Fake Bus Stops Used to Retrieve Alzheimer’s Patients

by Jerrold Bartholomew

How lax is security at Alzheimer’s facilities in Germany? This story apparently answers that question and explains that fake bus stops are used to gather in patients who wander away:

“It sounds funny but it helps,” said Franz-Josef Goebel, the chairman of the “Old Lions” association.

The result is that errant patients now wait for their trip home at the [fake] bus stop, before quickly forgetting why they were there in the first place.

“Our members are 84 years old on average. Their short-term memory hardly works, but the long-term memory is still active.

“They know the green and yellow bus sign and remember that waiting there means they will go home.”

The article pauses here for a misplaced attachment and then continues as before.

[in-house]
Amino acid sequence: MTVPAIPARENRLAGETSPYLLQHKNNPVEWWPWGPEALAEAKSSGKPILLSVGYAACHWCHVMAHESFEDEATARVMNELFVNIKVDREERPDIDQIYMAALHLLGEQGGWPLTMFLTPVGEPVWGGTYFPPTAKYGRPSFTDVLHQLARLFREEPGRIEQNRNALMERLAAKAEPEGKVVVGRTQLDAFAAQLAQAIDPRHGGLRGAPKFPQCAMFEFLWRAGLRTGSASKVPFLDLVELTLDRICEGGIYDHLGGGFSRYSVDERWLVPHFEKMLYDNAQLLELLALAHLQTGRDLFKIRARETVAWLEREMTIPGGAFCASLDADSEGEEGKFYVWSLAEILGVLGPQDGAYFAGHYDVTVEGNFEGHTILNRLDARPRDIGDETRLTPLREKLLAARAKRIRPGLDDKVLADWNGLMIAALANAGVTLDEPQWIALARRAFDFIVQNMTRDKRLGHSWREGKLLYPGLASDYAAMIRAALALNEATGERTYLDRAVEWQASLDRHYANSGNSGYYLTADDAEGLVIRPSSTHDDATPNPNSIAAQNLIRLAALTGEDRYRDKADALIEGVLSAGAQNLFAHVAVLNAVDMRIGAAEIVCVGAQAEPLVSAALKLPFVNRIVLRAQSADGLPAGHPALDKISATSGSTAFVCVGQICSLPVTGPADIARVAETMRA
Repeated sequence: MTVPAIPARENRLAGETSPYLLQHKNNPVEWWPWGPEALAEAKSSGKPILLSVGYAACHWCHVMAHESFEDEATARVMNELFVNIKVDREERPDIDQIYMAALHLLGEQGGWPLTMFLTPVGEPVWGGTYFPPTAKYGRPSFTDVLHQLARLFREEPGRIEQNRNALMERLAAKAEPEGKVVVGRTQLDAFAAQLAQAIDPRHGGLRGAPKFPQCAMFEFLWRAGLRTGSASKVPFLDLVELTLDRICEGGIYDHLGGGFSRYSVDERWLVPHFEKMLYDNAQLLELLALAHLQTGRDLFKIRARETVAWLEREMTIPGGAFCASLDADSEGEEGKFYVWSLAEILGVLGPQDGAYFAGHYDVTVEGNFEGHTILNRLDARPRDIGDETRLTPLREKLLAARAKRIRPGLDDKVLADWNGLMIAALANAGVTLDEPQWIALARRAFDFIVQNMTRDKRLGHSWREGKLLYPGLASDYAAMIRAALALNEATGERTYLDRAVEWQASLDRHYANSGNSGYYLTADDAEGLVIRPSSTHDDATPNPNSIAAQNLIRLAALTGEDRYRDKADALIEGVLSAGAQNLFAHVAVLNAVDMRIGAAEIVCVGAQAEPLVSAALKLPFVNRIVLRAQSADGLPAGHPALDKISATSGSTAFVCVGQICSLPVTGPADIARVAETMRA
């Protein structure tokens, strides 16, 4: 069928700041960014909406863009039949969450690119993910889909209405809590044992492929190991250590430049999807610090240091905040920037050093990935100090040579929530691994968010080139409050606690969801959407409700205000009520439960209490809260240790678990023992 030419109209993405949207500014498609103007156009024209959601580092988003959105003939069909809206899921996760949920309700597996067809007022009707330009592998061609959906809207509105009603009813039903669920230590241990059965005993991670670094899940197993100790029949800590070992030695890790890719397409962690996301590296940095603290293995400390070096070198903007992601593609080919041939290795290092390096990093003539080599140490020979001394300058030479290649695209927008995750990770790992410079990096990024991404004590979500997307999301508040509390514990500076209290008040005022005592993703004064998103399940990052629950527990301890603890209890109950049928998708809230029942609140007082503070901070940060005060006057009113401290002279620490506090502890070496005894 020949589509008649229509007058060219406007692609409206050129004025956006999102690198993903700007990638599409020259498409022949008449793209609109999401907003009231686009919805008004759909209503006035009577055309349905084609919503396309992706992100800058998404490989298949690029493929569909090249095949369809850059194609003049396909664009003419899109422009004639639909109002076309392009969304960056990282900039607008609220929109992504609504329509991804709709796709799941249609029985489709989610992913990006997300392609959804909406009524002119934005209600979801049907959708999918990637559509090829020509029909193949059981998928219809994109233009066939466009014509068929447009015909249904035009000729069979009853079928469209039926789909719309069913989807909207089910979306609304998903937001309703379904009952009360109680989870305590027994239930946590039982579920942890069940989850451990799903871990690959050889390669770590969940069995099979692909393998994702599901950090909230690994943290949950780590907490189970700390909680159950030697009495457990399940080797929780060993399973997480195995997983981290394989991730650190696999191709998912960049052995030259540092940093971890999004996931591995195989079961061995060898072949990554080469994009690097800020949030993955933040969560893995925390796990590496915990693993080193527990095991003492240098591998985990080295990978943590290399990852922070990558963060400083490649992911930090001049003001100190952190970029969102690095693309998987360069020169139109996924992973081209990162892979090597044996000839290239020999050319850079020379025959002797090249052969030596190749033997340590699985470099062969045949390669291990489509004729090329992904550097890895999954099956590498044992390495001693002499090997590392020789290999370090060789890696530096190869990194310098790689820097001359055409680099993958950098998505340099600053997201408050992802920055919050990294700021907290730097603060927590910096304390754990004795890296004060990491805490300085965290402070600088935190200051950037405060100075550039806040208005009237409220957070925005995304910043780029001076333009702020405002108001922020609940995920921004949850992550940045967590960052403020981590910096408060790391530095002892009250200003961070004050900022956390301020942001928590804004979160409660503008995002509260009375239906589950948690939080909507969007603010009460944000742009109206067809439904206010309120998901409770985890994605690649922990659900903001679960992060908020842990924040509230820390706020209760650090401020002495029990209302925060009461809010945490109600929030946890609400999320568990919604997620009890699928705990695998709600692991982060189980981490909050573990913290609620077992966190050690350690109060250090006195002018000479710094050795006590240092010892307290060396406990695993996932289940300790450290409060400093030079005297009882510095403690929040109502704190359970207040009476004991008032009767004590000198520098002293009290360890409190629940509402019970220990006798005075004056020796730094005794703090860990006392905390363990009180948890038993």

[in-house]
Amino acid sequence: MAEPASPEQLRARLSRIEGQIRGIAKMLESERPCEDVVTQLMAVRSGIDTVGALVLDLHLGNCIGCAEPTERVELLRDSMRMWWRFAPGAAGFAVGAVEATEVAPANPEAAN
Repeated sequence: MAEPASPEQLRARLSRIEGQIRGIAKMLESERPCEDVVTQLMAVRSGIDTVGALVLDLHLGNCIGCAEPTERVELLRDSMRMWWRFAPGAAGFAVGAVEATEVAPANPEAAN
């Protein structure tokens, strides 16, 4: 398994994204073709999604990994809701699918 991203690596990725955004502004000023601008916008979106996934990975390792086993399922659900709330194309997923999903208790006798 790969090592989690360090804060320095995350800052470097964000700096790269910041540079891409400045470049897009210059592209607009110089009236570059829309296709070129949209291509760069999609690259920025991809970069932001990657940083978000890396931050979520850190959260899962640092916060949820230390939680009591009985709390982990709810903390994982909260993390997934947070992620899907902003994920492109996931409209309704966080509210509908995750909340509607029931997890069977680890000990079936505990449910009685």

I have never seen a facility in Michigan that would allow patients out the door, never mind rely on a fake bus stop to retrieve the patients. I wonder, however, whether this story has been reported with complete accuracy or if something has been lost in translation. I cannot believe that an Alzheimer’s ward would allow patients to wander off unobserved. It makes more sense that the fake bus stops are used as a form of therapy: if the patients feel that they must try to return home, the bus stop can allow them to scratch that itch. And going out to the bus stop will give the patient some exercise. But I would be interested to hear the thoughts of others with some expertise in the care of Alzheimer’s patients. Can this story be accurate as reported?

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